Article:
Event Title

Retrospective Approaches to Evaluate Resilience of Aspen, Mountain Mahogany, and Sagebrush Communities to Drought

Presenter Information

Patrick J. Anderson
Timothy J. Assal

Location

USU Eccles Conference Center

Abstract

The Wyoming Landscape Conservation Initiative (WLCI) is a multiagency science-based effort that supports conservation on 19 million acres in southwest WY. WLCI local teams, which are responsible for identifying conservation needs and implementing conservation actions, have posed numerous restoration questions about the resilience of aspen, mountain mahogany, and sagebrush to recent droughts. We present several retrospective approaches in combination with field measurements that we used to evaluate trends in aspen and sagebrush condition, productivity, and mortality prior and after recent droughts. Retrospective analysis included the exploration of the relationship between remotely sensed vegetation indices, drought indices (e.g. Palmer drought severity index), precipitation data, and landscape position. We present select trend observations reflecting resilience of aspen and sagebrush and highlight how this information supports WLCI conservation planning. Future efforts using dendrological methods to evaluate relationships between drought and annual radial growth, establishment dates, and mortality in aspen, mountain mahogany, and sagebrush systems are discussed.

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Oct 18th, 5:00 PM Oct 18th, 5:05 PM

Retrospective Approaches to Evaluate Resilience of Aspen, Mountain Mahogany, and Sagebrush Communities to Drought

USU Eccles Conference Center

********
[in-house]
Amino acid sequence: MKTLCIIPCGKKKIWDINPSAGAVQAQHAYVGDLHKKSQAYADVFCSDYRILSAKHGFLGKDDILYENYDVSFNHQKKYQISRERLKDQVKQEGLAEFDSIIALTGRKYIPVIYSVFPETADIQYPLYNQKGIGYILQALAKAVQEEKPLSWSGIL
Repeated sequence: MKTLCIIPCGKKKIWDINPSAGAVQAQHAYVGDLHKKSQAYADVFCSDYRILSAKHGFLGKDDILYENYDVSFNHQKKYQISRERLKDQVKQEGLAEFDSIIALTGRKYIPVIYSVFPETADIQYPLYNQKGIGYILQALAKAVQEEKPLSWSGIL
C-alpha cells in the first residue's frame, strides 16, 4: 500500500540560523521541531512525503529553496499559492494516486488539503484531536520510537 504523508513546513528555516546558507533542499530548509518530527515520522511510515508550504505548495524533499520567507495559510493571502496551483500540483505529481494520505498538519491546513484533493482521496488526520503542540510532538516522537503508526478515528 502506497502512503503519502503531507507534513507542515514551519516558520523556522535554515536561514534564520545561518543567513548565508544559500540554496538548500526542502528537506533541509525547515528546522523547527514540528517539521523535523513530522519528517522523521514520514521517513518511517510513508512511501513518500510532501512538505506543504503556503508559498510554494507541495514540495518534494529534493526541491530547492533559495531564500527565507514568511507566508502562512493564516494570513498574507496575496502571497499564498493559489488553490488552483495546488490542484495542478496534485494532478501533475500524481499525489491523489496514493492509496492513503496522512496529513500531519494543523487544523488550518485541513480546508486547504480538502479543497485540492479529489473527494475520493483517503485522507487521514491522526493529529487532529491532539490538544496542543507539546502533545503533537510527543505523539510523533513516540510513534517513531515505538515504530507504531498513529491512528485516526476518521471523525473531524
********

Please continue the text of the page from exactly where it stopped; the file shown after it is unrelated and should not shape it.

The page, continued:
The Wyoming Landscape Conservation Initiative (WLCI) is a multiagency science-based effort that supports conservation on 19 million acres in southwest WY. WLCI local teams, which are responsible for identifying conservation needs and implementing conservation actions, have posed numerous restoration questions about the resilience of aspen, mountain mahogany, and sagebrush to recent droughts. We present several retrospective approaches in combination with field measurements that we used to evaluate trends in aspen and sagebrush condition, productivity, and mortality prior and after recent droughts. Retrospective analysis included the exploration of the relationship between remotely sensed vegetation indices, drought indices (e.g. Palmer drought severity index), precipitation data, and landscape position. We present select trend observations reflecting resilience of aspen and sagebrush and highlight how this information supports WLCI conservation planning. Future efforts using dendrological methods to evaluate relationships between drought and annual radial growth, establishment dates, and mortality in aspen, mountain mahogany, and sagebrush systems are discussed.